The Heiress & the Bodyguard

Lady With a Past

 
The Sheriff and the Amnesiac
by Ryanne Corey
(Silh. Desire #1461; $4.25; PG) ISBN 0-373-76461-8
**
This is a romantic fantasy for masochists.

Jenny Kyle is making a spur-of-the-moment cross-country motorcycle trip when she discovers that her wallet is missing. Unfortunately, she has just eaten at Enchilada Ernie’s in Bridal Veil Falls and the waitress calls the sheriff.

When Sheriff Tyler Cook realizes his sweet, kleptomaniac grandmother is also in the restaurant he recovers Jenny’s wallet immediately. Instead of thanking him, paying up and moving on, Jenny treats him and their small town audience to a noisy display of big city snottiness. At some point during her tirade, Tyler decides that the diminutive Julia Roberts look-alike is the soul mate he’s been waiting for all his life. But how to keep her in Bridal Veil Falls?

During her rant, Jenny complains that she has trouble controlling her powerful Harley and Tyler asks to see her motorcycle license. Surprise, surprise - she hasn’t got one.

Tyler offers her a choice. She can spend the night in jail or at the local motel, and in the morning he’ll give her a driving lesson instead of a ticket. That evening, while crossing the road back to her motel room, Jenny is hit by a car, resulting in a head injury and an almost complete loss of memory.

It was disappointing to see this ill-considered book from such an experienced and highly praised author. Right from the beginning, it fell into one of my least favorite sub-categories of romance: purportedly intelligent man falls instantly for obnoxious, immature woman. He just knows she’s sweet and sensitive inside - because the outside is so pretty. Now there’s a scenario to give the average woman palpitations.

Fortunately Jenny’s head injury also gives her a personality transplant so she loses much of the attitude, and her interaction with other people becomes much more bearable for the reader. Unfortunately, having been exposed so thoroughly to the real Jenny in the opening chapters, I kept thinking Tyler would be better off if the memory loss was permanent.

There are plenty of ominous hints about the great catastrophe in Jenny’s life that turned her into a defensive, emotionally stunted drifter. While I suspect we were intended to find her life tragic and dramatic, that wasn’t the reaction I had. She clearly has lots of time, lots of money, very few responsibilities and (before the accident, at least) her health. Yet she can think of no better use for all her resources than to throw herself a never-ending pity party.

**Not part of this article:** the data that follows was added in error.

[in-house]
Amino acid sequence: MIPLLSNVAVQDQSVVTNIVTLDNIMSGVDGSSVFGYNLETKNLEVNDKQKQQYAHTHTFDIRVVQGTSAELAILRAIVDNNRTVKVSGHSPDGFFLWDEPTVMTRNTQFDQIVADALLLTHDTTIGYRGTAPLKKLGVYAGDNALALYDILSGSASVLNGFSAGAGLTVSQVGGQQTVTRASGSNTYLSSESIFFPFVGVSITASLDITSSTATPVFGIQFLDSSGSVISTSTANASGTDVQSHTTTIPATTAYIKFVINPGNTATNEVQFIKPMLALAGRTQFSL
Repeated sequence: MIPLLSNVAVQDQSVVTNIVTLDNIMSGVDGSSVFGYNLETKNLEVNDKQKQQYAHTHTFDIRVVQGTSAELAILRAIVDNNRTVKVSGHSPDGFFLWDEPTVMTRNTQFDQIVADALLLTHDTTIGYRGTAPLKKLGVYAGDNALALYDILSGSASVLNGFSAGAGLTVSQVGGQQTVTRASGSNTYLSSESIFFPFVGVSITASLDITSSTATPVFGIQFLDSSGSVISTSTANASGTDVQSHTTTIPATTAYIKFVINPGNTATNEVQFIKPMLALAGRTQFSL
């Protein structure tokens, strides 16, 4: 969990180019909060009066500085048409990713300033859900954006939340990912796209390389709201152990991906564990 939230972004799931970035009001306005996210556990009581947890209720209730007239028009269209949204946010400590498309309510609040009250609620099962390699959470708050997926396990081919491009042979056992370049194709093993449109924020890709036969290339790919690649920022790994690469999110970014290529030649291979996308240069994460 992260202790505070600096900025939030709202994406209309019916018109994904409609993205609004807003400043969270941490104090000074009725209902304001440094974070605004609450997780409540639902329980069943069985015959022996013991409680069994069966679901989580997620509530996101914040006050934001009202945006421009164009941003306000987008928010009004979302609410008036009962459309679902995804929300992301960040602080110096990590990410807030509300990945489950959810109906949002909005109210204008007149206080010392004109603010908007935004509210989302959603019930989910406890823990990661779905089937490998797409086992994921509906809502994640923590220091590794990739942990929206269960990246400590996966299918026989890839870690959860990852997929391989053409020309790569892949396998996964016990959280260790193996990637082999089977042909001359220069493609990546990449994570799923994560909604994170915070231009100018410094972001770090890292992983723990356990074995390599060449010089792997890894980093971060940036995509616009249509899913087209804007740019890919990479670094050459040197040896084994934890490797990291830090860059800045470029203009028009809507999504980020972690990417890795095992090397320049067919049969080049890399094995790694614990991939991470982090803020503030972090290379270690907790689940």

I don’t expect or want all romantic heroines to be towers of strength in the face of adversity, but what is there to admire if she isn’t even trying?

I had high hopes for Tyler in the beginning, at least partly because of his sense of humor. (I chuckled when during Jenny’s restaurant tirade, he wryly suggested she avail herself of the right to remain silent.) But the activation of Tyler’s hormones doesn’t have a positive effect on his brain. He immediately gets involved with Jenny on every level and expects the same of her when they know nothing about her life - including whether or not she’s involved with another man.

He actually avoids following up on a couple of glaring opportunities to find out more about who she is - and whether or not someone somewhere is worried about her - because he isn’t sure he wants to know. This is a man who’s thinking about himself, not about what’s best for the woman he supposedly loves.

Ryanne Corey knows her way around a love scene and I couldn’t help wondering if I’d have enjoyed this story more if it had started after Jenny’s accident. Unfortunately, when she regains her memory the first thing Jenny recalls is how sorry she feels for herself.

In the end, because they both have plenty of money, they don’t so much solve their problems as walk away from them. Gee, another triumph of the human spirit.

I could wish Jenny’s lawyer/guardian had suggested she spend some of her money on therapy. It certainly would have improved this story if she’d been struggling to overcome the blows life dealt her rather than just whining about how much they hurt.

--Judi McKee


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